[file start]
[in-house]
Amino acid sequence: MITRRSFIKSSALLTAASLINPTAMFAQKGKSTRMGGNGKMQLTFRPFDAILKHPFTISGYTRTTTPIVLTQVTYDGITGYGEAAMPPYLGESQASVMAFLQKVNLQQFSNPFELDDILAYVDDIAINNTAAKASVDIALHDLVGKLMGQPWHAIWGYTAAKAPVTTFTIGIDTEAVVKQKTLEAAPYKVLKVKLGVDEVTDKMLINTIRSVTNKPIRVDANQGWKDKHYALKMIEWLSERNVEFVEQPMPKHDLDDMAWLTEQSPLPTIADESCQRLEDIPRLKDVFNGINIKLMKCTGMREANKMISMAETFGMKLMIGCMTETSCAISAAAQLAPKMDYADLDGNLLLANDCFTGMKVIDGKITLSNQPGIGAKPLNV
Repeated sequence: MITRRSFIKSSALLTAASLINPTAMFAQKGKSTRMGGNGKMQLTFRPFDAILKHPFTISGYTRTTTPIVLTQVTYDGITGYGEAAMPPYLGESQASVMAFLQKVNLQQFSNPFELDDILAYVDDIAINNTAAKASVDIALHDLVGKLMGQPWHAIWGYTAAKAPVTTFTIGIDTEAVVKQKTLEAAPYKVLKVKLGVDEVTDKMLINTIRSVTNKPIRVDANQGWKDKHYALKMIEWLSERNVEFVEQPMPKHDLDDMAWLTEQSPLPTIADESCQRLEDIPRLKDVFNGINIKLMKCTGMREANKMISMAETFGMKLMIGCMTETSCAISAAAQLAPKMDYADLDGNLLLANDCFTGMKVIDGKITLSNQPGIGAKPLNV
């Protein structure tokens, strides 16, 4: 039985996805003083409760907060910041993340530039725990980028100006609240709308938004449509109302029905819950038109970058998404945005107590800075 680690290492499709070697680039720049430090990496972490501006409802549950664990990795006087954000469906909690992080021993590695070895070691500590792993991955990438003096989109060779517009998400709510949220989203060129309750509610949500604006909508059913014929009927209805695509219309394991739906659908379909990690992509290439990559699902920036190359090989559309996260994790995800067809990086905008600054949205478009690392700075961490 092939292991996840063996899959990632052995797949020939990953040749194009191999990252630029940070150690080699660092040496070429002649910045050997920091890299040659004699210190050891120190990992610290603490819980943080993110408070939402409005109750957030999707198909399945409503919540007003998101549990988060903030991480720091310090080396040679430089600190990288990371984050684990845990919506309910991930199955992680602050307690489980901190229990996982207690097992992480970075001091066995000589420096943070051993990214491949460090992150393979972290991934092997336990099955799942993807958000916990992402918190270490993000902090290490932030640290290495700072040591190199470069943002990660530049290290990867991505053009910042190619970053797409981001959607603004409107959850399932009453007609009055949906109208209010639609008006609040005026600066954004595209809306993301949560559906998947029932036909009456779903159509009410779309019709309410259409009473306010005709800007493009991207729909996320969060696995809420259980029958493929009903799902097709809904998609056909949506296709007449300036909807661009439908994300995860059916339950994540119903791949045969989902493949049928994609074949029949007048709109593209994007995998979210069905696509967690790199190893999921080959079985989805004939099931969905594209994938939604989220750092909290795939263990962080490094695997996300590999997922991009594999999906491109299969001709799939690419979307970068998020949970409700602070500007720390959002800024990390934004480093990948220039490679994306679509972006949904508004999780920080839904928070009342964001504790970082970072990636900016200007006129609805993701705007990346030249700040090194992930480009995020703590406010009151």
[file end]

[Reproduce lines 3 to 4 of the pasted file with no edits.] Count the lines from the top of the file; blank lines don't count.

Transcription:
Repeated sequence: MITRRSFIKSSALLTAASLINPTAMFAQKGKSTRMGGNGKMQLTFRPFDAILKHPFTISGYTRTTTPIVLTQVTYDGITGYGEAAMPPYLGESQASVMAFLQKVNLQQFSNPFELDDILAYVDDIAINNTAAKASVDIALHDLVGKLMGQPWHAIWGYTAAKAPVTTFTIGIDTEAVVKQKTLEAAPYKVLKVKLGVDEVTDKMLINTIRSVTNKPIRVDANQGWKDKHYALKMIEWLSERNVEFVEQPMPKHDLDDMAWLTEQSPLPTIADESCQRLEDIPRLKDVFNGINIKLMKCTGMREANKMISMAETFGMKLMIGCMTETSCAISAAAQLAPKMDYADLDGNLLLANDCFTGMKVIDGKITLSNQPGIGAKPLNV
């Protein structure tokens, strides 16, 4: 039985996805003083409760907060910041993340530039725990980028100006609240709308938004449509109302029905819950038109970058998404945005107590800075 680690290492499709070697680039720049430090990496972490501006409802549950664990990795006087954000469906909690992080021993590695070895070691500590792993991955990438003096989109060779517009998400709510949220989203060129309750509610949500604006909508059913014929009927209805695509219309394991739906659908379909990690992509290439990559699902920036190359090989559309996260994790995800067809990086905008600054949205478009690392700075961490 092939292991996840063996899959990632052995797949020939990953040749194009191999990252630029940070150690080699660092040496070429002649910045050997920091890299040659004699210190050891120190990992610290603490819980943080993110408070939402409005109750957030999707198909399945409503919540007003998101549990988060903030991480720091310090080396040679430089600190990288990371984050684990845990919506309910991930199955992680602050307690489980901190229990996982207690097992992480970075001091066995000589420096943070051993990214491949460090992150393979972290991934092997336990099955799942993807958000916990992402918190270490993000902090290490932030640290290495700072040591190199470069943002990660530049290290990867991505053009910042190619970053797409981001959607603004409107959850399932009453007609009055949906109208209010639609008006609040005026600066954004595209809306993301949560559906998947029932036909009456779903159509009410779309019709309410259409009473306010005709800007493009991207729909996320969060696995809420259980029958493929009903799902097709809904998609056909949506296709007449300036909807661009439908994300995860059916339950994540119903791949045969989902493949049928994609074949029949007048709109593209994007995998979210069905696509967690790199190893999921080959079985989805004939099931969905594209994938939604989220750092909290795939263990962080490094695997996300590999997922991009594999999906491109299969001709799939690419979307970068998020949970409700602070500007720390959002800024990390934004480093990948220039490679994306679509972006949904508004999780920080839904928070009342964001504790970082970072990636900016200007006129609805993701705007990346030249700040090194992930480009995020703590406010009151």